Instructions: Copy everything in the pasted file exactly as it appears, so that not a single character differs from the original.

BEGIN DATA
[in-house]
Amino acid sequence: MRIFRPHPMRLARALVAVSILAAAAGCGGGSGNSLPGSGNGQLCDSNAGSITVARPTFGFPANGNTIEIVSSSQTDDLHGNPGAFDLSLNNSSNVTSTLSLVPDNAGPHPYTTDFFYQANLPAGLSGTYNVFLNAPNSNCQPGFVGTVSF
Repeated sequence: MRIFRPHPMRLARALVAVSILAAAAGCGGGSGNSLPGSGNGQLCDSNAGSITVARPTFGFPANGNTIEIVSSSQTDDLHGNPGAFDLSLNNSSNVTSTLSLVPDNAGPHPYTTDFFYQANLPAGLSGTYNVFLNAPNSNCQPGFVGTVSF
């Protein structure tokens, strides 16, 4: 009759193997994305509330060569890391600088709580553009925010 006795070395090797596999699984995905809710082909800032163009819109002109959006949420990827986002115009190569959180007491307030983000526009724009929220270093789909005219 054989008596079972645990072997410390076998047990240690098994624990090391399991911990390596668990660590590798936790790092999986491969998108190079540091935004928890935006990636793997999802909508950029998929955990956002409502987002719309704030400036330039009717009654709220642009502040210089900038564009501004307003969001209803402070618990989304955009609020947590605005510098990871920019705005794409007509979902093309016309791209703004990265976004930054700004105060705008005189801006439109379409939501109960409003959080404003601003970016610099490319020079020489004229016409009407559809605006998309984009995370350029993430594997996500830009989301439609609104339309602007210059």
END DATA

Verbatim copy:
[in-house]
Amino acid sequence: MRIFRPHPMRLARALVAVSILAAAAGCGGGSGNSLPGSGNGQLCDSNAGSITVARPTFGFPANGNTIEIVSSSQTDDLHGNPGAFDLSLNNSSNVTSTLSLVPDNAGPHPYTTDFFYQANLPAGLSGTYNVFLNAPNSNCQPGFVGTVSF
Repeated sequence: MRIFRPHPMRLARALVAVSILAAAAGCGGGSGNSLPGSGNGQLCDSNAGSITVARPTFGFPANGNTIEIVSSSQTDDLHGNPGAFDLSLNNSSNVTSTLSLVPDNAGPHPYTTDFFYQANLPAGLSGTYNVFLNAPNSNCQPGFVGTVSF
């Protein structure tokens, strides 16, 4: 009759193997994305509330060569890391600088709580553009925010 006795070395090797596999699984995905809710082909800032163009819109002109959006949420990827986002115009190569959180007491307030983000526009724009929220270093789909005219 054989008596079972645990072997410390076998047990240690098994624990090391399991911990390596668990660590590798936790790092999986491969998108190079540091935004928890935006990636793997999802909508950029998929955990956002409502987002719309704030400036330039009717009654709220642009502040210089900038564009501004307003969001209803402070618990989304955009609020947590605005510098990871920019705005794409007509979902093309016309791209703004990265976004930054700004105060705008005189801006439109379409939501109960409003959080404003601003970016610099490319020079020489004229016409009407559809605006998309984009995370350029993430594997996500830009989301439609609104339309602007210059």